We’ve been tough on Sally Quinn here at GetReligion, and there’s no need to revisit those disputes today. Instead, I want to enjoy a tribute to Quinn by her only son as he describes what it’s like to live with Velo-Cardio-Facial Syndrome.
In the March 30 edition of Newsweek, Quinn Bradlee writes of his love for both his parents, but also of his desire to be less dependent on them. He even uses, well, religious imagery to describe his mother’s fierce commitment to him:
… pretty soon after I was born, my doctor detected a heart murmur, and when I was about three months old, I had to have open-heart surgery. I think this was a pretty crappy time for my parents. They thought I might die, and I could have died. My mom says the night before my heart operation was one of the worst nights of her life. She wasn’t allowed to nurse me. She could barely even hold me. When they took me into the operating room the next day, she basically fainted.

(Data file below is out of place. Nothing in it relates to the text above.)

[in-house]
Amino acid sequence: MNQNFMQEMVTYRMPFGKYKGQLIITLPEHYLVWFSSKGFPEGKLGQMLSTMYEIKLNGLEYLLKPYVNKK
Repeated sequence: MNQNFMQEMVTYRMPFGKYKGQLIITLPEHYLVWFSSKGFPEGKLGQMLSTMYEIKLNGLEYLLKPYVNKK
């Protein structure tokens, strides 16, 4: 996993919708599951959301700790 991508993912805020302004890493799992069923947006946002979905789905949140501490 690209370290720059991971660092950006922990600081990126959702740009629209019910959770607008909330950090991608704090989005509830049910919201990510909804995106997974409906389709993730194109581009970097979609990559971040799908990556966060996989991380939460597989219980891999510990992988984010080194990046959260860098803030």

… She’s a very powerful woman. She’s like a bulldog, or a lioness. You don’t want to mess with her. She has controlled a lot of my life. Sometimes I’m angry about that, because I feel I’m in the passenger seat of the car and I have to ride wherever the driver wants me to go. Sometimes I feel as if I have no freedom.
But there is a flip side to everything. And there is truth in everything that we say. I couldn’t have lived without my mom. She’s saved my ass a million times. She has been like an archangel to me. She had the wings that I didn’t. And she’s basically carried me everywhere I’ve been.
Ms. Quinn does not need to hear this from me, but I am glad to write it anyway: Well done.